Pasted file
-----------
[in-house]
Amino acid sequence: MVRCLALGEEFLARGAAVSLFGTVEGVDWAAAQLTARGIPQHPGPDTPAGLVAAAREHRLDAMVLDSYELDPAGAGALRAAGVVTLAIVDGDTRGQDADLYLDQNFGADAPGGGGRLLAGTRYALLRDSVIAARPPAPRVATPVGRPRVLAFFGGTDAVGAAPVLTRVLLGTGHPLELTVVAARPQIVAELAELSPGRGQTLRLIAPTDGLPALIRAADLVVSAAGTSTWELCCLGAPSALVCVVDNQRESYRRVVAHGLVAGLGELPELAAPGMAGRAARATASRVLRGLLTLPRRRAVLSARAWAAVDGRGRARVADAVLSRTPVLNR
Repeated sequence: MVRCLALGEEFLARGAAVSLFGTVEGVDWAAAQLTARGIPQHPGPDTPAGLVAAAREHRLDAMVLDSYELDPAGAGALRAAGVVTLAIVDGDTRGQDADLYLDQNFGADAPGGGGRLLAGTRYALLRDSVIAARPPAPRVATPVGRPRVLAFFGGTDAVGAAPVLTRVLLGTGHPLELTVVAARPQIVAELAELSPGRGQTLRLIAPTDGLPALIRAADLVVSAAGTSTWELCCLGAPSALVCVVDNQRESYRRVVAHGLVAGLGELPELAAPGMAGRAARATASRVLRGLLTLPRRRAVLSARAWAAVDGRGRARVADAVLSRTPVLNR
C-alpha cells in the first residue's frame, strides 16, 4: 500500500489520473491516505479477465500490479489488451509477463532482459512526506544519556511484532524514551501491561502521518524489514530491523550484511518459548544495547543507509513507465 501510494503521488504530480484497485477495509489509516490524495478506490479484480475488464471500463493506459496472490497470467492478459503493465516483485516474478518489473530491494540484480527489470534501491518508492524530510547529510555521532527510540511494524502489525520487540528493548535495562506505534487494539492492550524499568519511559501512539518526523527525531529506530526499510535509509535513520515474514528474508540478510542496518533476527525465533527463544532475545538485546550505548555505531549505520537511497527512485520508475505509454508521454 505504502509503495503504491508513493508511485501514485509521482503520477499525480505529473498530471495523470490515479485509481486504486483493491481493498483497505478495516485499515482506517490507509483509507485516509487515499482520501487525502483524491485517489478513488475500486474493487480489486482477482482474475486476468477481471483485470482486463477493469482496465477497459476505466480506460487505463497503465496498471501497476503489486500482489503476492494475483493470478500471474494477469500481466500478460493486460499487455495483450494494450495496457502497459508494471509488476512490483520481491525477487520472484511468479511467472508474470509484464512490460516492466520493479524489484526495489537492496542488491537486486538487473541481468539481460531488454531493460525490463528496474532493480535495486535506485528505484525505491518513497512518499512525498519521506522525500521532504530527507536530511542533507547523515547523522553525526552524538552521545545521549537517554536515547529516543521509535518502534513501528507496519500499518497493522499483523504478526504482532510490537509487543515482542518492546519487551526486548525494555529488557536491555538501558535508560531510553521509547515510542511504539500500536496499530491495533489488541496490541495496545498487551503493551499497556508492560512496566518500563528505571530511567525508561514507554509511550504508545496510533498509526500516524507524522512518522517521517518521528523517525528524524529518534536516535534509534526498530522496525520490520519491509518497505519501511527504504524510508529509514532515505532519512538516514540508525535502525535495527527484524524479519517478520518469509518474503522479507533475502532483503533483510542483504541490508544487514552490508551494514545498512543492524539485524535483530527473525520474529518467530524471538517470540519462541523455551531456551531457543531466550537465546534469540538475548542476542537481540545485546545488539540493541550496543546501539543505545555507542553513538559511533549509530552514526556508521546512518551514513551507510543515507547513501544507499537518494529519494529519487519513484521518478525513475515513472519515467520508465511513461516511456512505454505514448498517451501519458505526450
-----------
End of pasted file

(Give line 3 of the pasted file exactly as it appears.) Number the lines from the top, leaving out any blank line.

Repeated sequence: MVRCLALGEEFLARGAAVSLFGTVEGVDWAAAQLTARGIPQHPGPDTPAGLVAAAREHRLDAMVLDSYELDPAGAGALRAAGVVTLAIVDGDTRGQDADLYLDQNFGADAPGGGGRLLAGTRYALLRDSVIAARPPAPRVATPVGRPRVLAFFGGTDAVGAAPVLTRVLLGTGHPLELTVVAARPQIVAELAELSPGRGQTLRLIAPTDGLPALIRAADLVVSAAGTSTWELCCLGAPSALVCVVDNQRESYRRVVAHGLVAGLGELPELAAPGMAGRAARATASRVLRGLLTLPRRRAVLSARAWAAVDGRGRARVADAVLSRTPVLNR